The upper lip, chin, chest (including the area surrounding the nipples), tops of the shoulders, and lower belly are places of the female body where males commonly have body hair. The term “hirsutism” refers to this condition.
Extra hair that is typically coarse and dark (as opposed to the fine hair that some women have on their upper lip, chin, breasts, and abdomen).
The hairs also grow longer than usual; as a result, the hairs on the top lip may eventually reach a length of 1 cm rather than remaining short, fine, and fair.
high hormone sensitivity is a cause of too much hair.
Women frequently worry that having hair indicates they have masculine hormones and are therefore not fully feminine.
In reality, testosterone, the “male” hormone, circulates in trace amounts in the bodies of all women.
Its main producers are the adrenal glands, which are found above the kidneys.
If the skin is especially susceptible to testosterone, it increases hair growth on the upper lip, chin, chest, and lower belly.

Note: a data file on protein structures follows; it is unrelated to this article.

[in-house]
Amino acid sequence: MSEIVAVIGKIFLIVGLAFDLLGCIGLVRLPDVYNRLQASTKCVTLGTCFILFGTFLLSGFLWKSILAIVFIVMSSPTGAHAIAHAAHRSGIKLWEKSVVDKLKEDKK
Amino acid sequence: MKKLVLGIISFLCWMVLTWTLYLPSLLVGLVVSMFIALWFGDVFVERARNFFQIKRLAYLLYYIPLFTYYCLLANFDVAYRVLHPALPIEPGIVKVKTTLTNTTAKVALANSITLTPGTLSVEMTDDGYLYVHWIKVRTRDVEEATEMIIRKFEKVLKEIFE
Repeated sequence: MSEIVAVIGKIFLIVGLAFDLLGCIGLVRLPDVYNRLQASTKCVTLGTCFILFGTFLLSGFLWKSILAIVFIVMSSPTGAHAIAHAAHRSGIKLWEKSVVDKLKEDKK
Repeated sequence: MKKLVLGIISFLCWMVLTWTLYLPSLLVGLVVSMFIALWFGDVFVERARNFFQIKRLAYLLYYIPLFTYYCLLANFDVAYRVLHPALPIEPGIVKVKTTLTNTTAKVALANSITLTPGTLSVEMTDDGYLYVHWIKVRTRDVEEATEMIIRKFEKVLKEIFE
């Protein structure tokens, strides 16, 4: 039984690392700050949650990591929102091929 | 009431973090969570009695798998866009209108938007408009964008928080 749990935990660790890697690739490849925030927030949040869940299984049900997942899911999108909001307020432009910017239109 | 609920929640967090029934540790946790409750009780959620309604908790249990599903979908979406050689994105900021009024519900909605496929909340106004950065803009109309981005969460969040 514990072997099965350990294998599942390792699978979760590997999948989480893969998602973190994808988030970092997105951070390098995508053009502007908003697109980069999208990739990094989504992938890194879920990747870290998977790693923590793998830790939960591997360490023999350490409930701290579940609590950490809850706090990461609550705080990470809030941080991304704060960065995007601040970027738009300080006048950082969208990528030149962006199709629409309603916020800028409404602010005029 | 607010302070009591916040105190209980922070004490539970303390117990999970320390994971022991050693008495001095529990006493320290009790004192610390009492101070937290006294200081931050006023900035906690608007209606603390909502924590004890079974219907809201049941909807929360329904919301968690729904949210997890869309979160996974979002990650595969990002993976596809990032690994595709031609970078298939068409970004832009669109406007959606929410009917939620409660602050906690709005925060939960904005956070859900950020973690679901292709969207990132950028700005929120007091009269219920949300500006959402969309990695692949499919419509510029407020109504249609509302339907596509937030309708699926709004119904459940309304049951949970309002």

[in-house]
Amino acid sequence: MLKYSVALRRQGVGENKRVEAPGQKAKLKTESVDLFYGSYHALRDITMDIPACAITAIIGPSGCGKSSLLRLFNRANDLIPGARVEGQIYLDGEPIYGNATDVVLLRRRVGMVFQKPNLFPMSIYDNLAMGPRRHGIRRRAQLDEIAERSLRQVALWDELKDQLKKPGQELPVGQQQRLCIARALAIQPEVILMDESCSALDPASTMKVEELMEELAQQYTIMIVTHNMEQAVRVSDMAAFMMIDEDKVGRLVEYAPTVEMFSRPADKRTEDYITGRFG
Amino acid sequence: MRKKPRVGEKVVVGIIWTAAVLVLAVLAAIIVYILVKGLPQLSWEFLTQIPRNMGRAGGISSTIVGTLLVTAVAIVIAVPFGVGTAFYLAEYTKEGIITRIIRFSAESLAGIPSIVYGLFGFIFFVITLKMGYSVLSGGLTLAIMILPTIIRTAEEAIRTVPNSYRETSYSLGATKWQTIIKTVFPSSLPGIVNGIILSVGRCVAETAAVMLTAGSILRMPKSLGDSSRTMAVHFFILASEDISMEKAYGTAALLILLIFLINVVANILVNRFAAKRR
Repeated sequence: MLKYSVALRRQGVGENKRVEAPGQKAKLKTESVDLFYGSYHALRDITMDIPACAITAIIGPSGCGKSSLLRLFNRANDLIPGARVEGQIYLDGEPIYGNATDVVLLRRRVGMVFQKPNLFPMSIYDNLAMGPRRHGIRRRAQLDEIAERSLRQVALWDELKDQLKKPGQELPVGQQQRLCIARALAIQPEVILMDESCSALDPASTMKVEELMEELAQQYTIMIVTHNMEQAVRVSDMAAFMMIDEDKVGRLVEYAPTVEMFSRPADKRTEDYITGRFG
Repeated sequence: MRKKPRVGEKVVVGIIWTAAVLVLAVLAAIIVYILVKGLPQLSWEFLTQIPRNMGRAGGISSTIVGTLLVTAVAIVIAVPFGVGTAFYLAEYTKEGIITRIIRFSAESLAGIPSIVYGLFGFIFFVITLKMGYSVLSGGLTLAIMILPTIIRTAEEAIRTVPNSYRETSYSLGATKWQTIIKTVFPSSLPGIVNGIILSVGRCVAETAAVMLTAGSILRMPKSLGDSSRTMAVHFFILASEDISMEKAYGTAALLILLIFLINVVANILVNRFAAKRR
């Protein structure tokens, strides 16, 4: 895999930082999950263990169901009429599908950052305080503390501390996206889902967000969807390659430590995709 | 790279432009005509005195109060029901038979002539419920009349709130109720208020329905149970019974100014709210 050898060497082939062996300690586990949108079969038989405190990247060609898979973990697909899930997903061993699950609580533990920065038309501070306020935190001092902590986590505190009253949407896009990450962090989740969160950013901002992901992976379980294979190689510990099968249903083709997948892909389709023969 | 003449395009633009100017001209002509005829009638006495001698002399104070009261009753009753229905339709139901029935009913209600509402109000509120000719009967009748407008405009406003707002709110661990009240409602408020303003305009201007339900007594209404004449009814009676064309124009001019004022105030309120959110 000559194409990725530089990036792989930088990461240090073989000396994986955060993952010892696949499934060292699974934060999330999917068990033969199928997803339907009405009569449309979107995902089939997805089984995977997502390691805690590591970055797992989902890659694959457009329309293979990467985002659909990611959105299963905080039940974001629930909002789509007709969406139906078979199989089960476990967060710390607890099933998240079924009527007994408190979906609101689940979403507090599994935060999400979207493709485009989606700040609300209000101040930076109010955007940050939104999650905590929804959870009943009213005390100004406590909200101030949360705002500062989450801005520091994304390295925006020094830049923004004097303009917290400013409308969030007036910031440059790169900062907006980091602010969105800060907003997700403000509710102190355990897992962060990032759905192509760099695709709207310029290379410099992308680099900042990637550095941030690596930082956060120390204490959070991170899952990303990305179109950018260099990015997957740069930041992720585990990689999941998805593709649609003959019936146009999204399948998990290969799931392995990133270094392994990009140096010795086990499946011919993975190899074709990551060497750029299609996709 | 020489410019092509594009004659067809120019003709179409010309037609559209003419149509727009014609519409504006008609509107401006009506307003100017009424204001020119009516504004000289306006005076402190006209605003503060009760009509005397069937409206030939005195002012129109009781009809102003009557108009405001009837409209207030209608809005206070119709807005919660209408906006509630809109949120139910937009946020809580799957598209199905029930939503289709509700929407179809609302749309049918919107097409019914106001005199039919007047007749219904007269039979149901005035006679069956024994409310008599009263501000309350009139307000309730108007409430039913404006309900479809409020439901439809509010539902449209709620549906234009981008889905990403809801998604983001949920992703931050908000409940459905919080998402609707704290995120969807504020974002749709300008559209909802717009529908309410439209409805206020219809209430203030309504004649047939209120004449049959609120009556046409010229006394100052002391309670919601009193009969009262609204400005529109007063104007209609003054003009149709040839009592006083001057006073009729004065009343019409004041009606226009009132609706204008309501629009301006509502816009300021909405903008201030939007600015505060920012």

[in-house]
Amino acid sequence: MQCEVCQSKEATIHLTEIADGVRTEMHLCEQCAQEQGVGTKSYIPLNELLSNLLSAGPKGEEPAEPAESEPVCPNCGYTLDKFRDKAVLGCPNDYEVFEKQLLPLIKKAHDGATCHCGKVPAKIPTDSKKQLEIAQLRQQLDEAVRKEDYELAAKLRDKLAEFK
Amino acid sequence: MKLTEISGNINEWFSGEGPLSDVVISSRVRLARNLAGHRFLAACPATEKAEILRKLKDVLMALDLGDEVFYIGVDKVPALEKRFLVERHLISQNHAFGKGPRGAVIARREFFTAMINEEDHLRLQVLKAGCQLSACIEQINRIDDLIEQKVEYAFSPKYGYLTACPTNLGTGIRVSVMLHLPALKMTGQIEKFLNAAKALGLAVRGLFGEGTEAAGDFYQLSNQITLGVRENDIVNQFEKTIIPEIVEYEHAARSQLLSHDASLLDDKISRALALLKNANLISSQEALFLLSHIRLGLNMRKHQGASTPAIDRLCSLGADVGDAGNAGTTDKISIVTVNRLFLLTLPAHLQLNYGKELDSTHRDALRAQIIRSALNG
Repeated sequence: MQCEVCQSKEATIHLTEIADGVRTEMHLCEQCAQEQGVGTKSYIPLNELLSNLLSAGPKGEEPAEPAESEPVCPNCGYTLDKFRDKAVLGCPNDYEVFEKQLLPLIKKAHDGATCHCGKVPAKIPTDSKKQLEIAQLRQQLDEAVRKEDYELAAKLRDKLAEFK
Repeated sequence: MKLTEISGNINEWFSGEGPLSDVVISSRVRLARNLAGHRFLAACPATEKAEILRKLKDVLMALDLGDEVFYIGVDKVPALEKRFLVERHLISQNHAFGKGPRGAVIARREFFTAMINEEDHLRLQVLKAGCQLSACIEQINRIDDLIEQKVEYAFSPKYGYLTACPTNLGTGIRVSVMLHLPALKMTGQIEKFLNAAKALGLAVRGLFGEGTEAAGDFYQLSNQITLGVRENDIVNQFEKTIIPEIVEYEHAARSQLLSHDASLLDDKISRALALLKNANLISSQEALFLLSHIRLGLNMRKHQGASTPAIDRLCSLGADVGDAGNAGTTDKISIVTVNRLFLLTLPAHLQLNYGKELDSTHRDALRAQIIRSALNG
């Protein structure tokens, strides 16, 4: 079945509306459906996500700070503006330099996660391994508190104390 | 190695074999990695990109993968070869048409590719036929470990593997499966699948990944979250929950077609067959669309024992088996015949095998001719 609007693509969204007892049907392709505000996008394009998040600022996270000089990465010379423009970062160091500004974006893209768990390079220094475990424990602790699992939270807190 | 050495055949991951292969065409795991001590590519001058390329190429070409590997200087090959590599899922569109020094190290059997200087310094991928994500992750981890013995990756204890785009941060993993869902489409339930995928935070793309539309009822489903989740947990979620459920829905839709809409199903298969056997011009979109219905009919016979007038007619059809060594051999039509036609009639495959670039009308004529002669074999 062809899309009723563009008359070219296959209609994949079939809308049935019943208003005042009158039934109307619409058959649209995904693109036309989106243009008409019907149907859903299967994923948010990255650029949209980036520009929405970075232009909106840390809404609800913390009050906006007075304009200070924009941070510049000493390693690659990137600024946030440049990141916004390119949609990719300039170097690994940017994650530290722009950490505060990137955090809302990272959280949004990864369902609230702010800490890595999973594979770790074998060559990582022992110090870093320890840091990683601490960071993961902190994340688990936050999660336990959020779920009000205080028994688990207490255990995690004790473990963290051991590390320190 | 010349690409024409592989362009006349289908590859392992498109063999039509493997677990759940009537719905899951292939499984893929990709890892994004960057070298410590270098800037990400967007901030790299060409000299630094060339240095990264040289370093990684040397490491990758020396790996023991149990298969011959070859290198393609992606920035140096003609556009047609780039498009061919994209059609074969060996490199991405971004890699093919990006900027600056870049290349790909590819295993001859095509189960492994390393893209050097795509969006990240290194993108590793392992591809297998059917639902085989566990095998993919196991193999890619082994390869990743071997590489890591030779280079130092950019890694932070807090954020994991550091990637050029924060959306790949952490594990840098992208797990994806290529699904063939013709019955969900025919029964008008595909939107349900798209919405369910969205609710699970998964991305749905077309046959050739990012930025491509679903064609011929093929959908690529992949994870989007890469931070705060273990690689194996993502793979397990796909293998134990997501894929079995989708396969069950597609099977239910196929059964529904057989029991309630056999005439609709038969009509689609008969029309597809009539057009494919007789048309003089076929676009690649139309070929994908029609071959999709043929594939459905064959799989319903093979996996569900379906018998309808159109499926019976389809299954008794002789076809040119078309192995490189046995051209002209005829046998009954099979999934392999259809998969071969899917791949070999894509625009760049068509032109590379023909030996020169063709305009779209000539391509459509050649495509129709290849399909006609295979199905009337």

The problem is that, despite having the right hormone levels, the skin reacts to testosterone too strongly. Women with this problem develop more body hair from puberty until menopause, but after menopause, body hair production gradually declines, with the exception of facial hair, which keeps growing.
ovarian polycyst syndrome
Polycystic ovarian syndrome affects certain hairy women. The typical causes of this condition are ovarian cysts and an imbalance between the pituitary and adrenal glands.
As a result, male hormone production rises. In the late teens or early 20s, it generally manifests with other symptoms in addition to an abundance of hair.
Polycystic ovarian syndrome occasionally runs in families. It is normally diagnosed with blood testing and an ultrasound of the ovaries.
One option for treatment is medication. The hirsutism (hairiness) of obese women with polycystic ovarian syndrome gets better as they lose weight.